Lots of folks don’t care for all the steps to calculate their multiple RMDs. It’s often a very effective step to pull all these accounts together into one giant IRA. All of the money (except annuities) is portable, meaning you can move employer money to an IRA. In most cases today, you can also move all your money to one employer plan. But, make sure to talk to your benefits person or read your documents to see which specific “registrations” they will accept.
In general, the calculation is quite simple. You use your balance reported by the financial company as of December 31 of last year and divide by a specific factor. If you owe an RMD for 2020 on an IRA that you own, the equation is:
12/31/2019 IRA Balance / Uniform Lifetime Table Factor = RMD
A Typical Household with Retirement Accounts
Let’s set up a typical household for a married couple and look at their tax-deferred accounts. These are their balances at year end. Each account will have a separate RMD:
|Traditional IRA at Vanguard||$50,000||$33,000|
|Rollover IRA at Fidelity||$200,000||$350,000|
|SEP IRA at local bank||$8,000||N/A|
In this case, using the December 31st balances, each person has four tax-deferred accounts and will need to calculate their own RMDs.
Most households don’t create their retirement income from individual buckets. Instead, they would consider their grand total available for retirement income is $819,000. But from an RMD perspective, the total is a meaningless number. RMDs must always be calculated at the account level, and each person has their own accounts. So, Sally and Richard must each figure out the RMD from their accounts and withdraw the appropriate amount of money from each group.
Let’s Look at their Situation in More Detail
Sally and Richard are different ages, which means the lifetime factors they will use to calculate their RMDs will be different. Sally’s “life expectancy” factor is 25.6. This means she must withdraw 3.9% of each account value. Richard’s “life expectancy” factor is 22.9, so he must withdraw 4.4% of each account value.
These are Sally and Richard’s required amounts they must take from each account group:
|Traditional IRA at Vanguard||$1,953||$1,441|
|Rollover IRA at Fidelity||$7,813||$15,284|
|SEP IRA at local bank||$313||N/A|
|TOTAL IRA GROUP RMD||$10,078||$16,725|
They each must pull money out of their IRAs and their employer plans. But, there is something interesting about their IRAs. You see that Sally has money in three different institutions. Since all IRAs form a group, she has a choice to make: Take the RMD amount from each financial company, or take the full calculated value from just one account. Sally can even take $8,000 from her local bank, since it’s a small account and she wants to make things easier in the future. And, she’d take the remaining $2,078 from either Fidelity or Vanguard. It’s her choice.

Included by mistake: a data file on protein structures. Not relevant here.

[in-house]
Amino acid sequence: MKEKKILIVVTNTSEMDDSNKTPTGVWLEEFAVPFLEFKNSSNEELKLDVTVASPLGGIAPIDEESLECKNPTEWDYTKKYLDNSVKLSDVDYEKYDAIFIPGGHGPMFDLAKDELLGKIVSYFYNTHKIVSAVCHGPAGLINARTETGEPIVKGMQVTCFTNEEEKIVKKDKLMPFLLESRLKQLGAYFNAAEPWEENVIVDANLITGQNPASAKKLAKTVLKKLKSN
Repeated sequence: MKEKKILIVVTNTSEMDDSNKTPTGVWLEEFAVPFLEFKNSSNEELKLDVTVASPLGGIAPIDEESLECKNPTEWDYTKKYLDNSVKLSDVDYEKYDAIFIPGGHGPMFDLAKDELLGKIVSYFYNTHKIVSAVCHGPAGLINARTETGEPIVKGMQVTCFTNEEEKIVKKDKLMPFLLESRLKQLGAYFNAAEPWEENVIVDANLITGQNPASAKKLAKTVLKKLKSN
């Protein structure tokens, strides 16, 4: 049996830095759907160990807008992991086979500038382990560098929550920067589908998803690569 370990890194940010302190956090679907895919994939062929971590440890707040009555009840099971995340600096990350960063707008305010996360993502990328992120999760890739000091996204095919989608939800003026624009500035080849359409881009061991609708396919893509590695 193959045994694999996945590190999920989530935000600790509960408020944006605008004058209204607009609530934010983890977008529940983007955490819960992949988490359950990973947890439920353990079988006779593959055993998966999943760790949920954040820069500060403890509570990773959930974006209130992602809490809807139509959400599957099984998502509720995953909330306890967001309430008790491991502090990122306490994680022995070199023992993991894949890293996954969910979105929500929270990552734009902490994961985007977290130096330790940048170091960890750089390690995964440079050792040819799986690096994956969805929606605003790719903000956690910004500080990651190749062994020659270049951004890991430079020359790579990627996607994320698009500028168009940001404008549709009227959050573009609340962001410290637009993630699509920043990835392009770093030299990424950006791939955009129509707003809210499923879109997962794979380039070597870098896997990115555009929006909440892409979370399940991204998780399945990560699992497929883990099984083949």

The bottom line is that you must fully distribute the calculated value for each group from that group. But, you do not have to take it from each financial company.
Richard and Sally also must take their RMDs from their respective employer plans.
This Is All Too Complicated! How Can I Make It Easier?
Yes, it is complicated! And, keep in mind that you don’t just calculate your RMD the year you are 70 ½ or 72. You must calculate a new RMD every year that you are alive and have money in a tax-deferred account. Imagine dealing with these multiple accounts at 85, 90, or 95. It doesn’t get any less difficult!
To make it a little easier, if Richard and Sally each choose a financial company to put their money, and keep it all in one registration (just the IRA or just the 401(k)), life would be a lot simpler every year.
Here’s what their household now looks like after moving money to one place and one account:
|1 IRA at 1 Financial Company||$341,000||$478,000|
Most financial services companies will also help you calculate your RMD, but they can only do so for the accounts they hold. And, you can set up automatic distributions monthly, quarterly, or once a year. Your money will be sent to your regular bank account outside of the investment company, or to a regular brokerage account at the financial institution.
You are in the driver’s seat when it comes to RMDs. But, I can tell you from working in this industry for almost 30 years, the more you can streamline this stuff the better. Missing even a partial RMD causes a lot of headaches and money out of your wallet.
The SECURE Act and required minimum distributions changes are a lot of hoopla about nothing. But the confusion is real. Moving RMDs by effectively one year and causing all this ruckus may not be worth the effort during the transition period. The original proposal was to move RMDs out to age 75. But, that must have been too big a revenue hit at the Treasury.
It’s interesting that the IRS noted that only 20% of all IRA owners wait until RMD age before drawing money out of their accounts. No wonder. Most people actually save in retirement accounts to use that money – in retirement!
And, there is more to come, perhaps as soon as later this year. The Life Expectancy tables are going to be updated to reflect that we’re living longer. There hasn’t been a big change since the “uniform” table that we use now was introduced in 2002. The net effect is that the factors for how much you’ll have to take out will change slightly. Stay tuned for more on that later.
Regardless of law changes and revenue need in The Treasury, what’s most important for each of us is to know the process and deadlines for meeting RMD. Each and every year once you reach your magic age of 72. Unless it’s 70½. You don’t want to get hit with a severe penalty.
Some Good Resources for Learning More about the Secure Act and Required Minimum Distributions
The IRS is the place to go to get the facts about RMDs. They have a simple worksheet to download that helps you see the steps.
There is a detailed discussion of how RMDs work from a tax perspective. It is a good overview.
For access to the IRS section that explains all the ins and outs of taxation on retirement accounts, Publication 590-B is your resource.
And, don’t forget to check the various financial institutions where you have your IRAs. They may have educational information and calculators or worksheets to help you with your RMDs.